This is another dress I already had in my closet. I remember when I first saw it I was immediately attracted to the vivid magenta, the semi-burnt out look and it’s scalloped hemline. The dress is feminine with it’s fit and flare cut and it’s just plain pretty!
The Samantha Buller nail polish painting is one of my favorites. I don’t think I have a more feminine piece in the entire gallery, so when I came across the painting the other day in our storeroom I was totally inspired to wear my Moulinette Soeurs dress for one last wear of the Summer season!
How do you go about your shopping? Are you attracted to color first or do you look for shape and fit first?
One More, Bartender
Oil on canvas
12 X 12
You know the saying! It’s been six days since I “officially” started Dressed To Match and it has been so much fun connecting with the amazingly creative people of Instagram. There are so many realms that fascinate me – fine arts, fashion, lifestyle, and graphic design, to name a few – and there is no shortage of inspiration. So far it seems like the Instagram community is one defined by positivity, thinking outside the box, and a fine eye for aesthetics.
This was a pretty literal pairing on my part but how many times do you come across a feather blouse, for goodness sake? I had to have it. We’re currently having a show featuring still life paintings and this particular feather piece by Sarah Fagan is so simple yet symbolic. The feather is made to be functional: it provides warmth (to birds and humans – I’m a HUGE fan of my jackets from The North Face!), contributes to a bird’s ability to fly, and was at one point a commonplace writing tool. So, as it stands, the quill itself is somewhat of a relic, and painting itself seems to kind of memorialize it’s use. I think that’s why I fell in love with the shirt – it does the opposite by modernizing the feather into a really wonderfully graphic pattern.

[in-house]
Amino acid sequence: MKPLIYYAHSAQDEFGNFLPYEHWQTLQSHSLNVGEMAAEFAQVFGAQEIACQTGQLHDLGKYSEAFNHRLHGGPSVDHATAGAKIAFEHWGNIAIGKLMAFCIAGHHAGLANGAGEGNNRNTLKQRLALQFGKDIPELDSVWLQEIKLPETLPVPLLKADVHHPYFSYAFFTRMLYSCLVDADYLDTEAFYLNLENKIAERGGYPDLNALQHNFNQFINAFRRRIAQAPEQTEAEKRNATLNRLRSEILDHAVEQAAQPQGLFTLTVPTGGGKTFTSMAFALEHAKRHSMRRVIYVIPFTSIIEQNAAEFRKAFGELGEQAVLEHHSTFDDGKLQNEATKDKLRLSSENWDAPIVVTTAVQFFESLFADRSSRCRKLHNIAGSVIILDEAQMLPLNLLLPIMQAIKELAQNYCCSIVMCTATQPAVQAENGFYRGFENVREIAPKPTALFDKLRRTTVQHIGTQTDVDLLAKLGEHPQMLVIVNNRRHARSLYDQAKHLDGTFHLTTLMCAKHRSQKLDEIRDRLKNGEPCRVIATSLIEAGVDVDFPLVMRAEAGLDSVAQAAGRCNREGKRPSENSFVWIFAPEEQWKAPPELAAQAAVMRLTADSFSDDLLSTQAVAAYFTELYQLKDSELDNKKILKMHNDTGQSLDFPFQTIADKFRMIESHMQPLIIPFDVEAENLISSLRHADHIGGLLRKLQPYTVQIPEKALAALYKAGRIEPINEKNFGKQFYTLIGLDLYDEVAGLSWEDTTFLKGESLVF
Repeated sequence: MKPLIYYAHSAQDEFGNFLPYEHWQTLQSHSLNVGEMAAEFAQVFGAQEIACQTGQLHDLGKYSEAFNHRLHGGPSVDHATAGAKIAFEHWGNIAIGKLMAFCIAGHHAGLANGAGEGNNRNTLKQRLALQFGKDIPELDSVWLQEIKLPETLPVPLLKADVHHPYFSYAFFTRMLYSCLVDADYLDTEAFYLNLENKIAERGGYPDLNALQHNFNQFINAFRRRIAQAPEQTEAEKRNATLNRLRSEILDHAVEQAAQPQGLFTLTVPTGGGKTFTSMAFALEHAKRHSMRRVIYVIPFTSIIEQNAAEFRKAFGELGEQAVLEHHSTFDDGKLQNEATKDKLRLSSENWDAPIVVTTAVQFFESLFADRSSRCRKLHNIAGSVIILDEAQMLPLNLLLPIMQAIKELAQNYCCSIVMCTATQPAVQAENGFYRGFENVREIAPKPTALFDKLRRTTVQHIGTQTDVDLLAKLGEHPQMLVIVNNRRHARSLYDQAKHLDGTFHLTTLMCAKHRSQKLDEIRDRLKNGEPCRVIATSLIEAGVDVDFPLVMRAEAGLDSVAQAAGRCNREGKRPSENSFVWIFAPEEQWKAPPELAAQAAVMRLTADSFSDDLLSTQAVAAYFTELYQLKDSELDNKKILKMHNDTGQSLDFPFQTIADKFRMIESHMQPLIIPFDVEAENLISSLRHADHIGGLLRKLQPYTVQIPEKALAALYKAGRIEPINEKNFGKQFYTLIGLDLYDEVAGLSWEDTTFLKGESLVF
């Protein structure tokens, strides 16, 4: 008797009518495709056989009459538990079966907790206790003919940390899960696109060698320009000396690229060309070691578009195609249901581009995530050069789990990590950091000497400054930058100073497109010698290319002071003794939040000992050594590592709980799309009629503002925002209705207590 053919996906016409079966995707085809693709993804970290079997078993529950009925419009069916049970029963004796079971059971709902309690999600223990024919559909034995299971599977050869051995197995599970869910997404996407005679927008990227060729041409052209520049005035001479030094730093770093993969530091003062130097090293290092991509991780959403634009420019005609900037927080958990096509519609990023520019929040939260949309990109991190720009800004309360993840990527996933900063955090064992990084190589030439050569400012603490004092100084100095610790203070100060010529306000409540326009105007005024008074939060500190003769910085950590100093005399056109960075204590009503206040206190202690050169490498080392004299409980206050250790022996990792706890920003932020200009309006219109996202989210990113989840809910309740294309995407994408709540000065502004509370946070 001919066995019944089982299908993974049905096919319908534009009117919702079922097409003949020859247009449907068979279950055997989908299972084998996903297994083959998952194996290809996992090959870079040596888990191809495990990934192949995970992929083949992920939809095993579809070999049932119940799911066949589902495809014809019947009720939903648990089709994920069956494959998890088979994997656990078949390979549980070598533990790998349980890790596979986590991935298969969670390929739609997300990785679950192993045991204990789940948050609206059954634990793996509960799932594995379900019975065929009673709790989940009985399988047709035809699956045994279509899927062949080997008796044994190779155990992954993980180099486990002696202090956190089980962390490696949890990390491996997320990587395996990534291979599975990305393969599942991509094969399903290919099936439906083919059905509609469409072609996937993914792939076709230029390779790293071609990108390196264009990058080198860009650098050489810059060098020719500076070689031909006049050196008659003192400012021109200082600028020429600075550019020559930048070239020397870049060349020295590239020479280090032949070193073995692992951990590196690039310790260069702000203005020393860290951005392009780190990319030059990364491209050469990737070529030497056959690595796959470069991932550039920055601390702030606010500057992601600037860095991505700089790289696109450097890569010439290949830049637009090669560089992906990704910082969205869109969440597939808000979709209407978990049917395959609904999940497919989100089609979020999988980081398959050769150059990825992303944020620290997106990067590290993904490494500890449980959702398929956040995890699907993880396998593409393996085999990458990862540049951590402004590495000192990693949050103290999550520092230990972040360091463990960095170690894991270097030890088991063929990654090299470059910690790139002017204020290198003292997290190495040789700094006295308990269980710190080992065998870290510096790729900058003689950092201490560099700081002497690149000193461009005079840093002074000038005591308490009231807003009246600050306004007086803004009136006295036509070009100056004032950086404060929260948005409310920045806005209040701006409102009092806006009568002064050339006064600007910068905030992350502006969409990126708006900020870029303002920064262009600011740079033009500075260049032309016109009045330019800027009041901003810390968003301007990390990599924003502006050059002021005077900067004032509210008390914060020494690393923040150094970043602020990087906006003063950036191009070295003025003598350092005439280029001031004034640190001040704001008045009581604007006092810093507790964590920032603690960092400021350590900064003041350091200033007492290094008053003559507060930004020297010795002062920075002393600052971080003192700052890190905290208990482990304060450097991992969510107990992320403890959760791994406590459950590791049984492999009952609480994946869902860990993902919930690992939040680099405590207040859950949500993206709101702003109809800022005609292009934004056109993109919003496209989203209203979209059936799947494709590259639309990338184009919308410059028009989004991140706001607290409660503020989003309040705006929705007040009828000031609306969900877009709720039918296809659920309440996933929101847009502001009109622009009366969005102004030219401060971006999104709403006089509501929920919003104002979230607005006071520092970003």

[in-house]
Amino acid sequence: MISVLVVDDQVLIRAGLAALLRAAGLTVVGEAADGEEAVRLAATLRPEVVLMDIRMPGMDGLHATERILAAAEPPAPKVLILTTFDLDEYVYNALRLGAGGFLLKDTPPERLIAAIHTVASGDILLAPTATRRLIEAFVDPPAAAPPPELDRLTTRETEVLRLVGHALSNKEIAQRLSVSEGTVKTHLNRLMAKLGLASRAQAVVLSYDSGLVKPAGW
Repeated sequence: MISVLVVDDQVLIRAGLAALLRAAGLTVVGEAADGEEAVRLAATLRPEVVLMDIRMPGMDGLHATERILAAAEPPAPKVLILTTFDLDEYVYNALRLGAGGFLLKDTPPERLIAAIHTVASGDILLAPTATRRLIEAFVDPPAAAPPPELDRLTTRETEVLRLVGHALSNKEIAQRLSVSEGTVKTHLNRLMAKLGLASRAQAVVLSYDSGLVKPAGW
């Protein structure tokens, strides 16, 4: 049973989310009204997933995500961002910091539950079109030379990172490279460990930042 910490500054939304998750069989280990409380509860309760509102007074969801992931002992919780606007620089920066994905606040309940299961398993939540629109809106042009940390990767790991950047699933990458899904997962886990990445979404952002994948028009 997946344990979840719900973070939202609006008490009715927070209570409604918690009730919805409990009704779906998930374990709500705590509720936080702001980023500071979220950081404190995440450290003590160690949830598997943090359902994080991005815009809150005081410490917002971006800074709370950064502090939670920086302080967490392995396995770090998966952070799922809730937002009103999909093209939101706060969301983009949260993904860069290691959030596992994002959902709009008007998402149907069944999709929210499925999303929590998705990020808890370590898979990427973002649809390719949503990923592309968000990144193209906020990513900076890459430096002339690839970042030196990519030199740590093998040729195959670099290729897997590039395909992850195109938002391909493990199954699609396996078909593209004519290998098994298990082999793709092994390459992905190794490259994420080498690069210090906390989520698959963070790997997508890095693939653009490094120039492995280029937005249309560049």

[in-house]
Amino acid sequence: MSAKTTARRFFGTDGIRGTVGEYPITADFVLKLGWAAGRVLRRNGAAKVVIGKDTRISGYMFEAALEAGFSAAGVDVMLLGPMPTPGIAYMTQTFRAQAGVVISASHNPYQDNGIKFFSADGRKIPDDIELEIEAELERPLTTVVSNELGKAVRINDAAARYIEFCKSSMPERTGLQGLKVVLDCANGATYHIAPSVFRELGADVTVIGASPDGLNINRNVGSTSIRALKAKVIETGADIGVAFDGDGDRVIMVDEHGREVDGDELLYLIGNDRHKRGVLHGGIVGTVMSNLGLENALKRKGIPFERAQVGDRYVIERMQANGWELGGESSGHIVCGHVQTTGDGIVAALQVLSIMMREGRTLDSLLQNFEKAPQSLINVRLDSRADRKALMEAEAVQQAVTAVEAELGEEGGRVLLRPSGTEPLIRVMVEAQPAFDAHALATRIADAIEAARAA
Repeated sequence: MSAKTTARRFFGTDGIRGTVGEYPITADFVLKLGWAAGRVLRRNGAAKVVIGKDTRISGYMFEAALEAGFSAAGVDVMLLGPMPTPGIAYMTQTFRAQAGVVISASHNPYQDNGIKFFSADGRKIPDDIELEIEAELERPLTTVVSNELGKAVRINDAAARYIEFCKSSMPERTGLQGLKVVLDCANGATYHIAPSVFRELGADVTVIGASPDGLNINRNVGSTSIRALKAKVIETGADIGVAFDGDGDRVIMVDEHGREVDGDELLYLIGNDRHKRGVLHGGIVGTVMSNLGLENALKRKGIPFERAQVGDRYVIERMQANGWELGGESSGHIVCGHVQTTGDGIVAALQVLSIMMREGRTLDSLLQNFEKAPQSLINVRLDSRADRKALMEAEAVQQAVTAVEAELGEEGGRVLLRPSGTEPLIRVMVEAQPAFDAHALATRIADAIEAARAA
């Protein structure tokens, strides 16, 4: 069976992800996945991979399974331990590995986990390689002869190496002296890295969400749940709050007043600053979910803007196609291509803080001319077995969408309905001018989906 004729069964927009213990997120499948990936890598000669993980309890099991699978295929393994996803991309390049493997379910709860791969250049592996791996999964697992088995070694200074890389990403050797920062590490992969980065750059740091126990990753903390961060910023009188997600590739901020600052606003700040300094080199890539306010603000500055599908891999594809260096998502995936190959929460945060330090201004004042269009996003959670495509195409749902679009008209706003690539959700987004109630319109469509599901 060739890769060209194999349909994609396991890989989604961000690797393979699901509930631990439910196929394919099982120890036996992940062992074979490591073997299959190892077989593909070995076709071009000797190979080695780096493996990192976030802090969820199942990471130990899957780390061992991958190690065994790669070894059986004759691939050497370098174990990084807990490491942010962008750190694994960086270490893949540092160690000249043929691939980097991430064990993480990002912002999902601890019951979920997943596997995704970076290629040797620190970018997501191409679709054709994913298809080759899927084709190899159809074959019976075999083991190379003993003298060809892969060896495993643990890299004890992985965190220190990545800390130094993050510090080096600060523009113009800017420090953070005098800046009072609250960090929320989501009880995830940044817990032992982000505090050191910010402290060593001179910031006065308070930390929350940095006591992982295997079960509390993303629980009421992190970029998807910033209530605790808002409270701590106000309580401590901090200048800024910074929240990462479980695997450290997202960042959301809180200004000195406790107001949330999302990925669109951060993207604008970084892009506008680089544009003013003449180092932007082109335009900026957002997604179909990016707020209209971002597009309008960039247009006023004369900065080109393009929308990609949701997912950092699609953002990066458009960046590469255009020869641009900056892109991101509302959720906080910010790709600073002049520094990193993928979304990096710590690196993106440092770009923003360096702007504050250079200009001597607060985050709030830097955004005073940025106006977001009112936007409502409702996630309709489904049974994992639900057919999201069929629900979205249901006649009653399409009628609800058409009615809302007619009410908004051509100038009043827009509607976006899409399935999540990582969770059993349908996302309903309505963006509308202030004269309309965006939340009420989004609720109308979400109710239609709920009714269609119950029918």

This pairing makes me laugh. It’s one of those things that makes no sense at all but just works!
I really love the fact that the pattern on this J.Crew dress was inspired by a silk scarf. It’s ornate without being over the top and the palette is simple yet complimentary. You can’t tell but the blue, white, and black is actually offset by a hint of reddish-orange, which is so unexpected.
Gilbert Amavisca is a veteran painter around our gallery. We’ve shown his work for years, and while much of his work would be classified as a contemporary version of Impressionism, I love the fact that small portions of his canvases utilize fine detail to describe space. There’s kind of a ‘push-and-pull’ effect going on – broad expanses of color with finely detailed nuances.
Overall, I just love how these two work together – the dress makes you think about how “pretty” or “beautiful” the tug boat painting is (crazy, I know!) and the painting makes you look at the dress as an exercise in balance.
Tug boats and J.Crew, who would have thought!
Christina Baker is an artist I recently started showing at the gallery and I love how spontaneous her work is. This particular piece is all about the pops of pink amongst the mostly white / neutral space. While the shapes are organic, they remind me of the floral pattern found in this floral tie back top that I can’t seem to find online for the of me!
Still A Child
Acrylic on paper
8 X 8
AG Stevie Ankle Cuffed Jeans